Google Help Document For Advanced Crawl Budget Management

Google has released a help document named large site owner’s guide to managing your crawl budget. It is an advanced help document on helping developers manage Googlebot crawls on their web site. It reminds me of the blog post Gary Illyes of Google wrote in 2017 about crawl budget.

Google first defines who should think about managing crawl budget:

  • Large sites (1 million+ unique pages) with content that changes moderately often (once a week), or
  • Medium or larger sites (10,000+ unique pages) with very rapidly changing content (daily).

For everyone else, crawl budget is overrated.

The document them is broken into these sections:

  • General theory of crawling
  • Best practices
  • Monitor your site’s crawling and indexing
  • Emergency crawl reduction
  • Myths and facts about crawling

My favorite part is the myths section, here are a few that caught my eye:

(1) Crawling is a ranking factor: False: Improving your crawl rate will not necessarily lead to better positions in Search results. Google uses many signals to rank the results, and while crawling is necessary for a page to be in search results, it’s not a ranking signal.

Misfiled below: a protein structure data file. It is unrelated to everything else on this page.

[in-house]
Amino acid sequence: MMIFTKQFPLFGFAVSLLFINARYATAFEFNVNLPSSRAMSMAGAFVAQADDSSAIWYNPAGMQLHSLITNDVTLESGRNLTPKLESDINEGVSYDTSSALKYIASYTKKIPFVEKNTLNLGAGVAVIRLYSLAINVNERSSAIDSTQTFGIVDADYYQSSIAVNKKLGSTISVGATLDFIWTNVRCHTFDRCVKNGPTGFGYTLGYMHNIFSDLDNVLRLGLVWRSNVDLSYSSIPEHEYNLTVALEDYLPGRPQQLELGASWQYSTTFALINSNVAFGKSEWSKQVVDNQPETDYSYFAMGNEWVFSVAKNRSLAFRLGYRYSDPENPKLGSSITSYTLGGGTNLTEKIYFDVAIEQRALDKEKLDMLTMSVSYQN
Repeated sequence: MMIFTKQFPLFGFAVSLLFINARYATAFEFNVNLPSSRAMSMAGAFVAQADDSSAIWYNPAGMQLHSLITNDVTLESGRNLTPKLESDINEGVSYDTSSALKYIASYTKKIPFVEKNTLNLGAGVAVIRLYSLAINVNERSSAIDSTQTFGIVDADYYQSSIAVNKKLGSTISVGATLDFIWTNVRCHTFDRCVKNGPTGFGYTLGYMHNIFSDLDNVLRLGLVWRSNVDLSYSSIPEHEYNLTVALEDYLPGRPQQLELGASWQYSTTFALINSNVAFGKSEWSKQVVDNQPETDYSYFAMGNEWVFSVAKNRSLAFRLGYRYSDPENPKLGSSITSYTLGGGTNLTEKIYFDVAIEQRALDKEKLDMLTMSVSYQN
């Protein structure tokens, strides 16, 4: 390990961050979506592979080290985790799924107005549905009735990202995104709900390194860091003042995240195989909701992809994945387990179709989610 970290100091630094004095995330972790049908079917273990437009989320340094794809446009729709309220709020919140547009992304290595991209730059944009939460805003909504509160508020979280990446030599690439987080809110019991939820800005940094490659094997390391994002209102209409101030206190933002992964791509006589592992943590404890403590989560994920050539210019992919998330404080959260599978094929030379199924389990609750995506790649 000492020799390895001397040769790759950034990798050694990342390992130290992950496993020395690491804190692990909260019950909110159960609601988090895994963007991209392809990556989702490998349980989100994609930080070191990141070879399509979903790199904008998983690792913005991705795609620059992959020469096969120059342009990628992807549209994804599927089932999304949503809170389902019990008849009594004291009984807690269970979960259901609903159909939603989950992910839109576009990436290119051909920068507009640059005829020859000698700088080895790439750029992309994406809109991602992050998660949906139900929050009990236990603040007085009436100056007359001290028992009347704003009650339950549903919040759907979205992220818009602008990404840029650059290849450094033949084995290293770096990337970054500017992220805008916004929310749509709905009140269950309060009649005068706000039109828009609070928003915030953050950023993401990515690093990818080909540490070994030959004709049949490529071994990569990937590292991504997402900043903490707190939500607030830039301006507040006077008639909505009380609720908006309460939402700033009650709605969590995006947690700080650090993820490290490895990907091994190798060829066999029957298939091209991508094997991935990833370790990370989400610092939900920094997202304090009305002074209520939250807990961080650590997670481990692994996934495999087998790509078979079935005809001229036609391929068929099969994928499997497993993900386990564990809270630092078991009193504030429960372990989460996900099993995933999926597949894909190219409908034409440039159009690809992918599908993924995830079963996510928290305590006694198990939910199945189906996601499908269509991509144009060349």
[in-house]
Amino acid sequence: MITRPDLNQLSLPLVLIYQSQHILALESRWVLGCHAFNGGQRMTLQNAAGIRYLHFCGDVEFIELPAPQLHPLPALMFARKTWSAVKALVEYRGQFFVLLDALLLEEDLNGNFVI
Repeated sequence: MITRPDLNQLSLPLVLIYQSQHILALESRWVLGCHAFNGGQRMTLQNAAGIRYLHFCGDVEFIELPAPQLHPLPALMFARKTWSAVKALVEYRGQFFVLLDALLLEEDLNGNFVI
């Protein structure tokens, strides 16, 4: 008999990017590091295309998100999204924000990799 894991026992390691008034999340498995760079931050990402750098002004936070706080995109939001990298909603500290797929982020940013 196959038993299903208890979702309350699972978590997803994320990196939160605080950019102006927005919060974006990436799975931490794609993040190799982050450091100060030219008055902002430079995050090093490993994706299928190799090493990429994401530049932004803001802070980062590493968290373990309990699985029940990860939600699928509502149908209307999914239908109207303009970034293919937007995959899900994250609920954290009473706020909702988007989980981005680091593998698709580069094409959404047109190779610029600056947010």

(2) The nofollow directive affects crawl budget: Partly true: Any URL that is crawled affects crawl budget, so even if your page marks a URL as nofollow it can still be crawled if another page on your site, or any page on the web, doesn’t label the link as nofollow.

(3) The closer your content is to the homepage the more important it is to Google: Partly true: Your site’s homepage is often the most important page on your site, and so pages linked directly to the homepage may be seen as more important, and therefore crawled more often. However, this doesn’t mean that these pages will be ranked more highly than other pages on your site.

(4) Alternate URLs and embedded content count in the crawl budget: True: Generally, any URL that Googlebot crawls will count towards a site’s crawl budget. Alternate URLs, like AMP or hreflang, as well as embedded content, such as CSS and JavaScript, including XHR fetches, may have to be crawled and will consume a site’s crawl budget.

Yea, none of this is really new but the document can be super helpful to those working on large sites that are concerned with crawl budget.

Nice find Adam Gent!

Forum discussion at Twitter.